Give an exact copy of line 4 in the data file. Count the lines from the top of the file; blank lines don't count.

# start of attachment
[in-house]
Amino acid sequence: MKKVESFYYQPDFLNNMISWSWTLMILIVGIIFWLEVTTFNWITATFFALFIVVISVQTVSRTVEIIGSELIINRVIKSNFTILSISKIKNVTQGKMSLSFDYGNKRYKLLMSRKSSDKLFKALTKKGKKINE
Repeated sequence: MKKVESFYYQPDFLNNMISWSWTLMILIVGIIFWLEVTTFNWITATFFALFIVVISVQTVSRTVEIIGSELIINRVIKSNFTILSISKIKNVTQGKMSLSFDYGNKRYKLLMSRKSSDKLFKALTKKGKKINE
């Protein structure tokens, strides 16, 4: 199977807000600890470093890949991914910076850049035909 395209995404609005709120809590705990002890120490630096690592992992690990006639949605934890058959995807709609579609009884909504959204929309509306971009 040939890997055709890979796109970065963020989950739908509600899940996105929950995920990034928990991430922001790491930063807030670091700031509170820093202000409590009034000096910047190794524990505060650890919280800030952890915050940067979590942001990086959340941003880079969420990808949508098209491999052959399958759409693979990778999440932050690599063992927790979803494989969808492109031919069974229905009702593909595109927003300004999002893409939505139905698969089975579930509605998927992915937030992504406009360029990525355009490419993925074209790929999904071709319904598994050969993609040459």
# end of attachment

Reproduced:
């Protein structure tokens, strides 16, 4: 199977807000600890470093890949991914910076850049035909 395209995404609005709120809590705990002890120490630096690592992992690990006639949605934890058959995807709609579609009884909504959204929309509306971009 040939890997055709890979796109970065963020989950739908509600899940996105929950995920990034928990991430922001790491930063807030670091700031509170820093202000409590009034000096910047190794524990505060650890919280800030952890915050940067979590942001990086959340941003880079969420990808949508098209491999052959399958759409693979990778999440932050690599063992927790979803494989969808492109031919069974229905009702593909595109927003300004999002893409939505139905698969089975579930509605998927992915937030992504406009360029990525355009490419993925074209790929999904071709319904598994050969993609040459």